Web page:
Helva is an emotionally stunted human female—and she’s being ordered to take a new lover as soon as she can.

I fell like I haven't answered my own questions, and I also don't have a clear direction on how to end this post. So . . . ask me in class! Ha! (Sorry.)
(For an interesting contrast, consider reading Philip K Dick’s “Mr. Spaceship” (1953). The link goes to its Wikipedia page, which can send you to the project Gutenberg full text.)

Thursday, March 28, 2013

Delaney's Stars in My Pocket Like Grains of Sand

The longer  I stay in graduate school, the more I feel I have to give a disclaimer before saying . . . well, anything. Today’s disclaimer is that I write this having yet to finish Delaney’s tome. In other words, if the novel later contradicts what I’m talking about, well . . . that’s why.

Having disclaimed myself, I’m going to blog about something completely outside the world of linear plot: the presence of technology in Delaney’s novel. It might seem like this is a tertiary part of the novel, given the density of other themes. However, as this is science fiction, there needs to be at least one plug at the presence and influence of technology.

Chapter 3 of Luckhurst considers (at length) the relationship between technology and humanity—the glorification of the engineer because of technological daring-do (I paraphrase). Here in Stars, we see something we have never seen before in class: a universe completely SATURATED with technology. (Granted, the case could be made that Le Guin’s The Left Hand of Darkness is a universe saturated with technology, but in the scope of that single narrative, the technology is limited to the world of Gethern/Winter. Genly has an ansible, but that’s about it in terms of technology existing outside our current, historical understanding. Although THAT statement also is problematic, as our 2013 technology (Google Glass, anyone?) marches onward and upward, leaving Stars’ 1984 (historical, not the novel) far in the dust. I digress.) I suppose Luckhurst would be further problematized by the presence of a host of non-human entities in Stars. How do we measure the impact of technology upon humanity when so little is actually human? (Again, this can be refuted by the near-universality of human figures and behaviors, so much so that interspecies relationships can take place.)

                                               (Google Glass Promo Video)

Back to the idea of a universe saturated with technology.

Let’s look at just one major example, as we very well couldn’t look at all of them.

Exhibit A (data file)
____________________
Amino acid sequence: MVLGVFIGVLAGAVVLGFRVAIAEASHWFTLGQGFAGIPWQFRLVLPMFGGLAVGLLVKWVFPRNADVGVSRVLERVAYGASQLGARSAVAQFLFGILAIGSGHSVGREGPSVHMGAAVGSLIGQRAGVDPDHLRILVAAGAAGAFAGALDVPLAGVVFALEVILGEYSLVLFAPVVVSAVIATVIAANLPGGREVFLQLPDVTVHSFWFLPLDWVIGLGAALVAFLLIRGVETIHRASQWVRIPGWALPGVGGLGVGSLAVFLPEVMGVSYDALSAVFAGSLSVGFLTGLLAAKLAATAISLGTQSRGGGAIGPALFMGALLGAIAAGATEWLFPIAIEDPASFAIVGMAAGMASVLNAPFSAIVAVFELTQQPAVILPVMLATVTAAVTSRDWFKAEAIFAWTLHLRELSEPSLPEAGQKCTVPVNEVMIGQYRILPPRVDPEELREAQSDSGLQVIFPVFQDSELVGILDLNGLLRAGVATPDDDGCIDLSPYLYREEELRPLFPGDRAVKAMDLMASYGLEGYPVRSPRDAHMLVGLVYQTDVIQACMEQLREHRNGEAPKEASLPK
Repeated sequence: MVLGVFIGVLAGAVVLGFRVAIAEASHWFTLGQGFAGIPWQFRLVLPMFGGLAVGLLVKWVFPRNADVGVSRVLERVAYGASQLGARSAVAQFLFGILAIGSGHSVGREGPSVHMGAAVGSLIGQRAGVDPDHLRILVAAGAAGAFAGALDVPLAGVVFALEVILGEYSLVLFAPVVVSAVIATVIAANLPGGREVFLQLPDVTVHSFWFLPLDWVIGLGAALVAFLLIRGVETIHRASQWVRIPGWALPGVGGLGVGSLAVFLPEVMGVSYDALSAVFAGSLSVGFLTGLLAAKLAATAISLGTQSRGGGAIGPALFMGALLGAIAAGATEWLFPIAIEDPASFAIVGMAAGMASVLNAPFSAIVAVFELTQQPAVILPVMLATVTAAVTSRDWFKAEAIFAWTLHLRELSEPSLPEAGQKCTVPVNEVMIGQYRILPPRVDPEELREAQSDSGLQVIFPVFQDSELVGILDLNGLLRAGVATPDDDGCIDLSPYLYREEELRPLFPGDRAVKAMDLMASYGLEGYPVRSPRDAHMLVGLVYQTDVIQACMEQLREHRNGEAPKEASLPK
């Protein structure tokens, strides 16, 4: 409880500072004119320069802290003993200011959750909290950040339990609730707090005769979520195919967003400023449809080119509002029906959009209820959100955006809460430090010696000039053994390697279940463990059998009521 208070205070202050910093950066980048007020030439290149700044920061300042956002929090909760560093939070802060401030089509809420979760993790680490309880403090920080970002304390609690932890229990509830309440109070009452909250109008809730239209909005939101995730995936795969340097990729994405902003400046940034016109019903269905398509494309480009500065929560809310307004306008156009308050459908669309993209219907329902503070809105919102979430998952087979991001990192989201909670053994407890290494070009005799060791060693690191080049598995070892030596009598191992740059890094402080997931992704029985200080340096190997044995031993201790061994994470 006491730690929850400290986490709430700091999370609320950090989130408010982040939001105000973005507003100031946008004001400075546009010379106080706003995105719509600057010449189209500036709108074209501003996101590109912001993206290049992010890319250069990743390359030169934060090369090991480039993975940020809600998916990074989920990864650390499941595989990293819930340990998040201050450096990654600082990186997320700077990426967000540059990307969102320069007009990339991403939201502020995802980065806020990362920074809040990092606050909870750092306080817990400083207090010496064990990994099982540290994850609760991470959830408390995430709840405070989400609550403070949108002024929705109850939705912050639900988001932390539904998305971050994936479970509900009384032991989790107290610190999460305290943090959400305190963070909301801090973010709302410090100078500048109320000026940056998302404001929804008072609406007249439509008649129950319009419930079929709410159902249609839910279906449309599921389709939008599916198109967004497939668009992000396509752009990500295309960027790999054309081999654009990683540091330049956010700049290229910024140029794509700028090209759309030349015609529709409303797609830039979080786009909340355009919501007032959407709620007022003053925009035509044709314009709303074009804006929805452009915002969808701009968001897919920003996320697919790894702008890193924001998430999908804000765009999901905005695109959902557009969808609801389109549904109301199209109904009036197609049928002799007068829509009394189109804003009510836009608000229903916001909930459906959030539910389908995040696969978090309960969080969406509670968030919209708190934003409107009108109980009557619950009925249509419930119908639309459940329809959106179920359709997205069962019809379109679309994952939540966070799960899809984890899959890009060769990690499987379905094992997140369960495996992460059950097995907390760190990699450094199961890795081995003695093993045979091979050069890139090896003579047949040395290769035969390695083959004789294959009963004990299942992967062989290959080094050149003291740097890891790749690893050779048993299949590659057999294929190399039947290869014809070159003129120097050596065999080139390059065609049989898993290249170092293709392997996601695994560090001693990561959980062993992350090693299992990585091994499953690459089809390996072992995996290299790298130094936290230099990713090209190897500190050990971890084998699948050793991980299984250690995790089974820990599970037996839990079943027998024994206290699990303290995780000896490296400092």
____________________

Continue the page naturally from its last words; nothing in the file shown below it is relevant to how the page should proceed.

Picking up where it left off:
First and foremost, (and only, I suppose) is General Information (GI). This tech offers information on almost any subject to the user—pretty instantaneously. The information banks are, at least in some instances, available as a planet by planet basis. They are also corruptible—as shown by the tampering loop created to hide the cultural fugue around planet Rhyonon. GI, as amazing as it is, does not shock me in the least—it’s essentially a glorified, instant and wireless, spoken version of Wikipedia, is it not? All we would need is Siri in our ears to read us Wikipedia pages and we’ve got GI.

But from the scale of universality, instructing and giving guidance to countless billions, how does something like GI change the face of “humanity?” In the instance of Korga (the as-yet-unnamed Rat Korga) in the prologue, the GI-like glove device drastically changes his life. In this case, though, Korga already functions on a drastically changed level—the RAT process has stripped him of much of his humanity, hasn’t it? How has near/instant-information changed the way we (in 2013) think about the world? About each other? A smartphone gives pocket-sized access to an impossible wealth of information, popular culture, news, gossip, entertainment, distraction, advice, celebrity, history, and so on ad nauseum. Asking how GI has changed the humanity of Stars is, essentially, asking the same question of ourselves and our internet obsession.

There are also numerous predictions involving GI and cultural fugue (although if Dyeth and Korga’s relationship brings a world close to cultural fugue, I don’t know the extent the connection  GI, in and of itself, has to CF), perhaps implying such information brings about the “extra-human” judgment of other-worldly beings? (The Xlv, as one of the only Other completely otherized by its physical apartness and lack of knowledge/understanding, acts in many ways as a supernatural harbinger of doom.)